Friday, December 15, 2006

The Importance of At Least Trying To Get It Right

Craig Silverman over at that fabulous and generally hilarious media-watchdog site Regret The Error has dubbed 2006 the "Year of the Belated Apology," an idea that came to him two years ago when the Kentucky newspaper, the Lexington Herald-Leader, committed this act of overdue contrition: "It has come to the editor's attention that the Herald-Leader neglected to cover the civil rights movement. We regret the omission."

Silverman managed to find clear winners in the 2006 Correction of the Year and Apology of the Year contests, but when it came to judging the contestants for Error of the Year, the result was a tie.

Winner # 1 was the National Post's huge front page story last May, reporting that Iran was planning to force Jews and other minorities to wear Nazi-style identification badges. The National Post's conduct in the affair was all the more outrageous because the plain facts alone are sufficient to condemn the Iranian regime. It's not like you have to make stuff up to show how reactionary, anti-progressive and vile the Iranian government is.

Winner # 2 is the news media generally, and particularly the owners of the Sago mine in West Virginia, for the handling of a rumour that 12 of the 13 trapped miners had been found alive: "For a few hours the world believed that all but one of the men had made it out alive. Because of production deadlines, many papers reported this on their front page this morning, even though they already knew it wasn't true."

In the interests of balance, I'm going to come to the defence of the news media and its coverage of this story, which the B.C. chapter of the Sierra Club of Canada is now trying to spin as a mere matter of misquotation in a lame effort at damage control - at precisely the moment when what is required is contrition and an honest admission of a terrible mistake.

For one thing, it isn't fair to the news media to suggest there was a misquotation involved in reporting that the B.C. chapter's executive director Kathryn Molloy "predicted" a 25-metre sea level rise within decades. Besides, the business about a 25-metre sea level rise is not the issue. It's a distraction.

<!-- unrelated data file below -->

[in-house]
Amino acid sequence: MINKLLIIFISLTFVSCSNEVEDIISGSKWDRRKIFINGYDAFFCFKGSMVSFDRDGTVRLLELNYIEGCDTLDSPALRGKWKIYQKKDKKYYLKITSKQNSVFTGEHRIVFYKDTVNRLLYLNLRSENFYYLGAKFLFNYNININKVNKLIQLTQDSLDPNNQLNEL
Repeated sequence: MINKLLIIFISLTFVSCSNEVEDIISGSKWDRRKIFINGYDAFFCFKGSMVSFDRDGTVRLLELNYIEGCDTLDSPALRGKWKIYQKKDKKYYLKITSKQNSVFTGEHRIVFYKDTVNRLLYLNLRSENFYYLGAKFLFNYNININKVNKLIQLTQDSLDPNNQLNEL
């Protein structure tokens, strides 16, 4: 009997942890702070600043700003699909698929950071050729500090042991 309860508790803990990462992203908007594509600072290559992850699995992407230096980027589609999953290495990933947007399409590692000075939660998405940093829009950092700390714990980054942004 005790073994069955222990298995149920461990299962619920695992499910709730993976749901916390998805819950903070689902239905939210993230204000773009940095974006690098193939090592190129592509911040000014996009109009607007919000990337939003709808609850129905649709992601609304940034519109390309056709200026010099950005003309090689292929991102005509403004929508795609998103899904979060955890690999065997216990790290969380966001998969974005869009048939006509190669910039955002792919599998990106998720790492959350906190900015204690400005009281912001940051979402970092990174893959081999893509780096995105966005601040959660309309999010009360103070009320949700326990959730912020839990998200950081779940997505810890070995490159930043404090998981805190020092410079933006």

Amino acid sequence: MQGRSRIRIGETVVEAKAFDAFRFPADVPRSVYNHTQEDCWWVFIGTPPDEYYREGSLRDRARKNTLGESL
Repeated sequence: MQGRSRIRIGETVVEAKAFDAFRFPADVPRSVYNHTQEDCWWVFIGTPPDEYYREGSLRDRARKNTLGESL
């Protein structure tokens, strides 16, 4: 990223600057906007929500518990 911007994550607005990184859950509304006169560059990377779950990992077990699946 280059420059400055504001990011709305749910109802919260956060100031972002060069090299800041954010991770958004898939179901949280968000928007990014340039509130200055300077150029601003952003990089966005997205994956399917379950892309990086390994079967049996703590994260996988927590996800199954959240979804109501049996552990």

What Molloy actually said - and this is not from some news article; it's from her official statement, on the Sierra Club's website - was this: “We are almost certain to see a six-metre sea level rise if we cannot keep the global average temperature rise below two degrees. This could happen within the lifetime of my grandchildren if we do not take significant global action immediately to curb global carbon emissions.” In her media briefings, Molloy took pains to describe this as the "best case scenario."

It was in response to that statement, specifically, that Andrew Weaver, professor at the University of Victoria's School of Earth and Ocean Sciences and the Canada research chair in Climate Modelling and Analysis, stated [in an interview with the Province newspaper, not online]: "This is alarmist scaremongering at its worst. . . If world temperatures rise another 2.7 C this century, we could reach a tipping point that would see Greenland melt. Sea levels could then rise six to seven metres over several millennia. That's thousands of years. I repeat: Thousands of years. Plural."

Which just goes to show. You don't have to make stuff up about global warming, or about mining disasters, or about the despotism in Iran, or about anything in the real world. The plain facts are sufficient.

2 Comments:

Blogger double-plus-ungood said...

That's thousands of years. I repeat: Thousands of years. Plural."

Well, I guess it all depends on how long the grandchildren live, doesn't it?

12:20 PM  
Blogger tglavin said...

DPU: You really DO like winding me up, don't you!!!!

Cheers.

12:39 PM  

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